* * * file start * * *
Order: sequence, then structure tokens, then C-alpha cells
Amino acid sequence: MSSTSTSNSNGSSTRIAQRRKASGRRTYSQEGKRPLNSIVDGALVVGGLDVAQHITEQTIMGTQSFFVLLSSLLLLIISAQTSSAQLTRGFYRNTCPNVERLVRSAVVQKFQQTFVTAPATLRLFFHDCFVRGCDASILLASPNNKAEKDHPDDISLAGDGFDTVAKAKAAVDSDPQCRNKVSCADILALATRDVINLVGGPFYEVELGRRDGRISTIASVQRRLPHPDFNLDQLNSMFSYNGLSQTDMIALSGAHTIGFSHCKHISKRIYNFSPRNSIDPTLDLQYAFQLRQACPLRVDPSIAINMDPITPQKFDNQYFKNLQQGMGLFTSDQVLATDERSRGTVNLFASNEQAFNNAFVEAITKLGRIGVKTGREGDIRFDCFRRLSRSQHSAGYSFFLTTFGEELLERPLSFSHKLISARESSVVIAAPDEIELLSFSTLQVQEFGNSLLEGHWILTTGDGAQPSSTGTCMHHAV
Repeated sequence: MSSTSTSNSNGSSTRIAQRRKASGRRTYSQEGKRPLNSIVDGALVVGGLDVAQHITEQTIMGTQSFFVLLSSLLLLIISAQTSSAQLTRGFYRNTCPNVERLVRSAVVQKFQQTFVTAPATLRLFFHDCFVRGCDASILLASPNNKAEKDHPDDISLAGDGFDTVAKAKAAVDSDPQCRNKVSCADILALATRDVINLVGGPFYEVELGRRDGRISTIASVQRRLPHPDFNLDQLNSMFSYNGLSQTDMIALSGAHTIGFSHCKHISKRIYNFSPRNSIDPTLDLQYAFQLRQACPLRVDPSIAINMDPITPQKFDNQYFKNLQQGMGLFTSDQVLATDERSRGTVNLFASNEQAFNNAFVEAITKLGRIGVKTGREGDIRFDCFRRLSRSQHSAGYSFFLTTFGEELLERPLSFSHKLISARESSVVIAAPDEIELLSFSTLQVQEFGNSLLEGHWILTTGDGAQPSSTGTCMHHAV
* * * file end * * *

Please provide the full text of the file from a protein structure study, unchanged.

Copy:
Order: sequence, then structure tokens, then C-alpha cells
Amino acid sequence: MSSTSTSNSNGSSTRIAQRRKASGRRTYSQEGKRPLNSIVDGALVVGGLDVAQHITEQTIMGTQSFFVLLSSLLLLIISAQTSSAQLTRGFYRNTCPNVERLVRSAVVQKFQQTFVTAPATLRLFFHDCFVRGCDASILLASPNNKAEKDHPDDISLAGDGFDTVAKAKAAVDSDPQCRNKVSCADILALATRDVINLVGGPFYEVELGRRDGRISTIASVQRRLPHPDFNLDQLNSMFSYNGLSQTDMIALSGAHTIGFSHCKHISKRIYNFSPRNSIDPTLDLQYAFQLRQACPLRVDPSIAINMDPITPQKFDNQYFKNLQQGMGLFTSDQVLATDERSRGTVNLFASNEQAFNNAFVEAITKLGRIGVKTGREGDIRFDCFRRLSRSQHSAGYSFFLTTFGEELLERPLSFSHKLISARESSVVIAAPDEIELLSFSTLQVQEFGNSLLEGHWILTTGDGAQPSSTGTCMHHAV
Repeated sequence: MSSTSTSNSNGSSTRIAQRRKASGRRTYSQEGKRPLNSIVDGALVVGGLDVAQHITEQTIMGTQSFFVLLSSLLLLIISAQTSSAQLTRGFYRNTCPNVERLVRSAVVQKFQQTFVTAPATLRLFFHDCFVRGCDASILLASPNNKAEKDHPDDISLAGDGFDTVAKAKAAVDSDPQCRNKVSCADILALATRDVINLVGGPFYEVELGRRDGRISTIASVQRRLPHPDFNLDQLNSMFSYNGLSQTDMIALSGAHTIGFSHCKHISKRIYNFSPRNSIDPTLDLQYAFQLRQACPLRVDPSIAINMDPITPQKFDNQYFKNLQQGMGLFTSDQVLATDERSRGTVNLFASNEQAFNNAFVEAITKLGRIGVKTGREGDIRFDCFRRLSRSQHSAGYSFFLTTFGEELLERPLSFSHKLISARESSVVIAAPDEIELLSFSTLQVQEFGNSLLEGHWILTTGDGAQPSSTGTCMHHAV